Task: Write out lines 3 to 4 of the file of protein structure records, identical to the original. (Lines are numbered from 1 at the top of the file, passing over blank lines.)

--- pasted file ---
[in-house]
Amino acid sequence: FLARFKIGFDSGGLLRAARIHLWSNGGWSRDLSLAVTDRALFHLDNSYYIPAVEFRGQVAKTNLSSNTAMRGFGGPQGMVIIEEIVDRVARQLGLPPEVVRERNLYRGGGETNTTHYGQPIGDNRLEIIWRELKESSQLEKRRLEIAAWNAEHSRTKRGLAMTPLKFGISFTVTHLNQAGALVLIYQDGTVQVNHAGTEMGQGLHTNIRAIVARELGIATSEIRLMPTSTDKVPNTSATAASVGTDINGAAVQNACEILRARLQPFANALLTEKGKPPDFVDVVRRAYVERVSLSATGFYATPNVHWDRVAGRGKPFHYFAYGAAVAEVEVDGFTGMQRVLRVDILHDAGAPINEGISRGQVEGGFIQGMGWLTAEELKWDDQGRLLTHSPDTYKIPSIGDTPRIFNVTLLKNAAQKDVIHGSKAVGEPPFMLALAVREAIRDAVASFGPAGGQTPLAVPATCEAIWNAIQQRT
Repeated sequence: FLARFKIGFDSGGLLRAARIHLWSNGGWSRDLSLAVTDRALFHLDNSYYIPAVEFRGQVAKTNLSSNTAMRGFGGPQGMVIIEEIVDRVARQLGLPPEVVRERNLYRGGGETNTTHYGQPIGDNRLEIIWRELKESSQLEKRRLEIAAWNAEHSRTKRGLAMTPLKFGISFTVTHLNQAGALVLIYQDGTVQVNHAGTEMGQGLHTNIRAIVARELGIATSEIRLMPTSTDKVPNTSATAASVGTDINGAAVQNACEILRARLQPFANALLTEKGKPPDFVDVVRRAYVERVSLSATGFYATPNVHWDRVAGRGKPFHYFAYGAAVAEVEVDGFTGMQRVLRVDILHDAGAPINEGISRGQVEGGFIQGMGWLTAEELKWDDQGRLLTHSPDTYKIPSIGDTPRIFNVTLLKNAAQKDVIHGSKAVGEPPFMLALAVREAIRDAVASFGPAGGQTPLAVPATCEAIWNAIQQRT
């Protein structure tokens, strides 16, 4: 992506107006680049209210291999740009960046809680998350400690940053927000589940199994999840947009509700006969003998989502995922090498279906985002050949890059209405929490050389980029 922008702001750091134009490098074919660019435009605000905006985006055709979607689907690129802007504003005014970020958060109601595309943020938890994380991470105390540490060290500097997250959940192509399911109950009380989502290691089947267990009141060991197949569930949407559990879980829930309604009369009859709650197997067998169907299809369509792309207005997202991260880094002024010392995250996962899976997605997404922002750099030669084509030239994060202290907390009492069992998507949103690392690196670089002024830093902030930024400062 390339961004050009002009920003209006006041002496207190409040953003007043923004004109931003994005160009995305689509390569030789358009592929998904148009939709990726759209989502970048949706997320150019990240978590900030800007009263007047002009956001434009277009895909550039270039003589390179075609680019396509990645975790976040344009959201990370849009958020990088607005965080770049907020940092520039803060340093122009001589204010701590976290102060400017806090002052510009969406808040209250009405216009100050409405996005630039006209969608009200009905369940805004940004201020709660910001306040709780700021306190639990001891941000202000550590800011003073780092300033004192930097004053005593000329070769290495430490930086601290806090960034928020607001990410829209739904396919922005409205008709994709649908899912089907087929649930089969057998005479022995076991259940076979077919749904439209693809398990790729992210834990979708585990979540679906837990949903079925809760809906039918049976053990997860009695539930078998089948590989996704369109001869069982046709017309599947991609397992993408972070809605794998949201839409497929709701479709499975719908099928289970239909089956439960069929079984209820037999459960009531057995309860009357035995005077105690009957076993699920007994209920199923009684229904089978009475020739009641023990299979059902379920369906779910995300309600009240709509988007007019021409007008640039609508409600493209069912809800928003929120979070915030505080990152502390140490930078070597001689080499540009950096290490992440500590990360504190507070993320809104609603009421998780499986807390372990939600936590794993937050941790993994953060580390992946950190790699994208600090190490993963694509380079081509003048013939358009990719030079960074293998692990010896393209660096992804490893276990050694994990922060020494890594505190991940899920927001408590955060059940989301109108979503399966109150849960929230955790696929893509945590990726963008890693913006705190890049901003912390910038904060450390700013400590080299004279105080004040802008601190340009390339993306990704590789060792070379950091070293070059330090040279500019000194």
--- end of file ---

Repeated sequence: FLARFKIGFDSGGLLRAARIHLWSNGGWSRDLSLAVTDRALFHLDNSYYIPAVEFRGQVAKTNLSSNTAMRGFGGPQGMVIIEEIVDRVARQLGLPPEVVRERNLYRGGGETNTTHYGQPIGDNRLEIIWRELKESSQLEKRRLEIAAWNAEHSRTKRGLAMTPLKFGISFTVTHLNQAGALVLIYQDGTVQVNHAGTEMGQGLHTNIRAIVARELGIATSEIRLMPTSTDKVPNTSATAASVGTDINGAAVQNACEILRARLQPFANALLTEKGKPPDFVDVVRRAYVERVSLSATGFYATPNVHWDRVAGRGKPFHYFAYGAAVAEVEVDGFTGMQRVLRVDILHDAGAPINEGISRGQVEGGFIQGMGWLTAEELKWDDQGRLLTHSPDTYKIPSIGDTPRIFNVTLLKNAAQKDVIHGSKAVGEPPFMLALAVREAIRDAVASFGPAGGQTPLAVPATCEAIWNAIQQRT
């Protein structure tokens, strides 16, 4: 992506107006680049209210291999740009960046809680998350400690940053927000589940199994999840947009509700006969003998989502995922090498279906985002050949890059209405929490050389980029 922008702001750091134009490098074919660019435009605000905006985006055709979607689907690129802007504003005014970020958060109601595309943020938890994380991470105390540490060290500097997250959940192509399911109950009380989502290691089947267990009141060991197949569930949407559990879980829930309604009369009859709650197997067998169907299809369509792309207005997202991260880094002024010392995250996962899976997605997404922002750099030669084509030239994060202290907390009492069992998507949103690392690196670089002024830093902030930024400062 390339961004050009002009920003209006006041002496207190409040953003007043923004004109931003994005160009995305689509390569030789358009592929998904148009939709990726759209989502970048949706997320150019990240978590900030800007009263007047002009956001434009277009895909550039270039003589390179075609680019396509990645975790976040344009959201990370849009958020990088607005965080770049907020940092520039803060340093122009001589204010701590976290102060400017806090002052510009969406808040209250009405216009100050409405996005630039006209969608009200009905369940805004940004201020709660910001306040709780700021306190639990001891941000202000550590800011003073780092300033004192930097004053005593000329070769290495430490930086601290806090960034928020607001990410829209739904396919922005409205008709994709649908899912089907087929649930089969057998005479022995076991259940076979077919749904439209693809398990790729992210834990979708585990979540679906837990949903079925809760809906039918049976053990997860009695539930078998089948590989996704369109001869069982046709017309599947991609397992993408972070809605794998949201839409497929709701479709499975719908099928289970239909089956439960069929079984209820037999459960009531057995309860009357035995005077105690009957076993699920007994209920199923009684229904089978009475020739009641023990299979059902379920369906779910995300309600009240709509988007007019021409007008640039609508409600493209069912809800928003929120979070915030505080990152502390140490930078070597001689080499540009950096290490992440500590990360504190507070993320809104609603009421998780499986807390372990939600936590794993937050941790993994953060580390992946950190790699994208600090190490993963694509380079081509003048013939358009990719030079960074293998692990010896393209660096992804490893276990050694994990922060020494890594505190991940899920927001408590955060059940989301109108979503399966109150849960929230955790696929893509945590990726963008890693913006705190890049901003912390910038904060450390700013400590080299004279105080004040802008601190340009390339993306990704590789060792070379950091070293070059330090040279500019000194």